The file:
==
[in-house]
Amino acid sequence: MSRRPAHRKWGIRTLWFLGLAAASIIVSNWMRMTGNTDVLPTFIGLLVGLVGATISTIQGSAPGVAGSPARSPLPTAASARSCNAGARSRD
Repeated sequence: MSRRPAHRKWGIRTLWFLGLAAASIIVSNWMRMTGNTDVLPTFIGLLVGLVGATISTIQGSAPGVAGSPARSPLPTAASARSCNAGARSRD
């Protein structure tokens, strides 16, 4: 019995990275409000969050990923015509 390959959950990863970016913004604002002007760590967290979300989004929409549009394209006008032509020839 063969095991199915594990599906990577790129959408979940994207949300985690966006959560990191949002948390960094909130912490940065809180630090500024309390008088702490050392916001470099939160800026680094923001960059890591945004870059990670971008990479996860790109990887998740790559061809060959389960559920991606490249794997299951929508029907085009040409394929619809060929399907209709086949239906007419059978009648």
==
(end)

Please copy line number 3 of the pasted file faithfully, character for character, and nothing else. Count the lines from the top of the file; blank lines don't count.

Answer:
Repeated sequence: MSRRPAHRKWGIRTLWFLGLAAASIIVSNWMRMTGNTDVLPTFIGLLVGLVGATISTIQGSAPGVAGSPARSPLPTAASARSCNAGARSRD